In Africa, properly managed protected areas are not just important for preserving biological diversity, they are also some of the continent’s greatest economic assets. Home to some of the world’s most spectacular wildlife assemblages, these areas also provide opportunities for economic development through employment, tourism development and associated private enterprise.
Despite their value however, many parks in Africa are in the process of irreversible ecological decline. Over the years State conservation agencies have become seriously underfunded, management expertise has been lost and proper governance eroded. Coupled with this is the increasing pressure from growing populations in surrounding communities. With little or no legitimate benefit from a park’s existence, local communities face a set of economic incentives that can only lead to its destruction over time.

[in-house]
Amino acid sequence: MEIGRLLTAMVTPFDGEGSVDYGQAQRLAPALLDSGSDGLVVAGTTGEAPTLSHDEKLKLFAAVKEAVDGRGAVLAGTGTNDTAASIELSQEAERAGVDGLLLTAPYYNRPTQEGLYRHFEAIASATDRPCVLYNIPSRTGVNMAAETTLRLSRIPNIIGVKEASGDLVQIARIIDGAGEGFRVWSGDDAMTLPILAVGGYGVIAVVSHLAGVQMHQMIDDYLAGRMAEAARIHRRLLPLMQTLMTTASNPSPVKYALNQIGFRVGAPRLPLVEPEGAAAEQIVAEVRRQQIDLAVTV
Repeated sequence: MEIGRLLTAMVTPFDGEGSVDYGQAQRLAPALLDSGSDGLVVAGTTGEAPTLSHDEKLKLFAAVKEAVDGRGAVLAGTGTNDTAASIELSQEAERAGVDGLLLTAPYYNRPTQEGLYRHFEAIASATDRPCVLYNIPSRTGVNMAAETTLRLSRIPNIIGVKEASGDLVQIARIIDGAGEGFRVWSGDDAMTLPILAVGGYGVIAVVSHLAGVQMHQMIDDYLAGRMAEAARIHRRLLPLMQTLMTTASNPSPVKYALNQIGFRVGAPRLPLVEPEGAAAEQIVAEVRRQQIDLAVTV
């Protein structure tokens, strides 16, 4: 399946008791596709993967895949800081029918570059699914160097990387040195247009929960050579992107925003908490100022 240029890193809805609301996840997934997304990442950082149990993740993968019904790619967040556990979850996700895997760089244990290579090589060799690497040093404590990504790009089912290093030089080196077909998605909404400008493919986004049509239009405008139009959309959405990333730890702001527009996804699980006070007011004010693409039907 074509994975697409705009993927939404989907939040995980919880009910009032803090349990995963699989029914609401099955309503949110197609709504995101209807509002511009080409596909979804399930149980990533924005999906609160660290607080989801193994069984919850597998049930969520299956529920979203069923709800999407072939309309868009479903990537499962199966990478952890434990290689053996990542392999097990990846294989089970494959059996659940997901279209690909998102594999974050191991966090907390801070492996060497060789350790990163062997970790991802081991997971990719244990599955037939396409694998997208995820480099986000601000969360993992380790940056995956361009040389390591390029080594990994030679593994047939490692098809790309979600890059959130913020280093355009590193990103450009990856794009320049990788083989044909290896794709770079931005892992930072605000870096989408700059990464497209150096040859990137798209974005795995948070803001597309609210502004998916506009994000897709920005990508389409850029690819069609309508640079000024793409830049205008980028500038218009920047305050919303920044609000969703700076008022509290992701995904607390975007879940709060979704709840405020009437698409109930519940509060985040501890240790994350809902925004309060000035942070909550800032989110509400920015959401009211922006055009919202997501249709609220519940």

Although there are over 1,200 formally registered national parks in Africa, many exist on paper alone. It is unlikely that more than 250 will remain intact by 2030. Once a park has been ecologically lost it is prohibitively expensive to recover.
African Parks was established in 2000 by a group of highly regarded conservationists, managers and businessmen who were directly involved in protected area management, were concerned with the decline in national parks across Africa, and sought to address the fundamental question of how to ensure their long term survival.
The group - Mavuso Msimang, Dr Anthony Hall-Martin, Michael Eustace and Peter Fearnhead - approached the late Paul Fentener van Vlissingen, a multinational businessman and philanthropist with a strong interest in conservation, who embraced the African Parks initiative and provided the initial funding to launch our model.